Islamic State extremists Thursday razed an ancient site at Nimrud in Iraq, according to government officials, who accused the group of using heavy vehicles to remove all traces of precious archaeological remains.
Iraq’s Ministry of Tourism and Antiquities said militants decimated the Assyrian site of Nimrud, about 20 miles south of Mosul in culturally rich Nineveh province, bulldozing ruins that date to the 13th century BC, according to a ministry statement.
Officials had repeatedly voiced their fear for Nimrud's fate after it fell into Islamic State hands during the group's swift takeover of large sections of Nineveh province last year.
The damage Thursday came a week after Islamic State released video depicting militants kicking down statues in Mosul's national museum before taking to them with electric drills and hammers. The condition of the site could not be independently verified.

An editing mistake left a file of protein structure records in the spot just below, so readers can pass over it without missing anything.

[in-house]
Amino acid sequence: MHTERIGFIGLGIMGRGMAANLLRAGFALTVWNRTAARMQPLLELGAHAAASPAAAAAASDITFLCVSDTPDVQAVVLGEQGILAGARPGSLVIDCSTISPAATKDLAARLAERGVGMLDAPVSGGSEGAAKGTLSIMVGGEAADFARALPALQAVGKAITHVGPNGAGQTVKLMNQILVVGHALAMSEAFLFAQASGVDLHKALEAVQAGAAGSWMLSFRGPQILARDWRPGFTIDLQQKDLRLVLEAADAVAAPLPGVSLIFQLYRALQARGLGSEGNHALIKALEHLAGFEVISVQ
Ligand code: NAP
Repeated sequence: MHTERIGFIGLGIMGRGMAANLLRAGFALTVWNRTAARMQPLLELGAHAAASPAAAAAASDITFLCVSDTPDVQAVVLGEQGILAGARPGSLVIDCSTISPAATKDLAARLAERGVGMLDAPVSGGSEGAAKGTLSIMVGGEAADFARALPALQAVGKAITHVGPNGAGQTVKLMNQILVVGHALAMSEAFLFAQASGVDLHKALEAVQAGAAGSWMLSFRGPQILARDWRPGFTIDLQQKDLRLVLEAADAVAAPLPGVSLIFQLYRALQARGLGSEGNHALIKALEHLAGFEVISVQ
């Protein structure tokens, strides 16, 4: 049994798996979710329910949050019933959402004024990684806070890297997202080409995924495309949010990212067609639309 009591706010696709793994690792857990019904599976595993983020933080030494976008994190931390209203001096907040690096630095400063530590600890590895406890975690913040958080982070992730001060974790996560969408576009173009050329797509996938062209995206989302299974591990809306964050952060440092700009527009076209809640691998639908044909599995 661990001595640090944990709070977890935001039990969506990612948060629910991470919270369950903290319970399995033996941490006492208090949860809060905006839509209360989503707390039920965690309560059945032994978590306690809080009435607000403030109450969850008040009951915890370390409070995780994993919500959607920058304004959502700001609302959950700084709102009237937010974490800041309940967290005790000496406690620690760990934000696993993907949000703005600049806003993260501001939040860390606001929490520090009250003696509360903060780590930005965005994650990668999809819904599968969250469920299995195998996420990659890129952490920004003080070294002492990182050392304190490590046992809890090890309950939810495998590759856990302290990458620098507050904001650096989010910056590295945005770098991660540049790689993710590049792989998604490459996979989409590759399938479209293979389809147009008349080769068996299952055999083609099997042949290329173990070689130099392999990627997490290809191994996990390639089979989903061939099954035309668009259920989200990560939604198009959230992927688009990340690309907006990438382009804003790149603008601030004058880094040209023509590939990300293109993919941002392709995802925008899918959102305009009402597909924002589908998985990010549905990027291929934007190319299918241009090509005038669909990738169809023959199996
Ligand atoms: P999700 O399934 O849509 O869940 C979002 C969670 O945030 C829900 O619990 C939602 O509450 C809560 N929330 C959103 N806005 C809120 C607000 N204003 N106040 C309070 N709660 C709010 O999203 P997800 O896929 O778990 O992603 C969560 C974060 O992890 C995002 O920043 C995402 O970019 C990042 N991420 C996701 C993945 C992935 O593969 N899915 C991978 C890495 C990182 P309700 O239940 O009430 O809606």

A spokesman for the Ministry of Tourism and Antiquities, Qais Hussein, in an interview with the Saudi-based Al Arabiya news outlet last week, said "the presence of the terrorists in the historical city of Nimrud is suspicious and worrisome."
Islamic State espouses a harsh application of Islamic sharia law that dismisses preservation of historical relics and sites as idolatry. The group, along with other hard-line Islamist factions, has systematically blown up, demolished, or smashed significant religious and archaeological landmarks throughout areas of Syria and Iraq.
The group has demonstrated an equally strict approach to its administration of areas under its control, where it has regularly meted out amputations, beheadings and crucifixions as punishment.
Bulos is a special correspondent.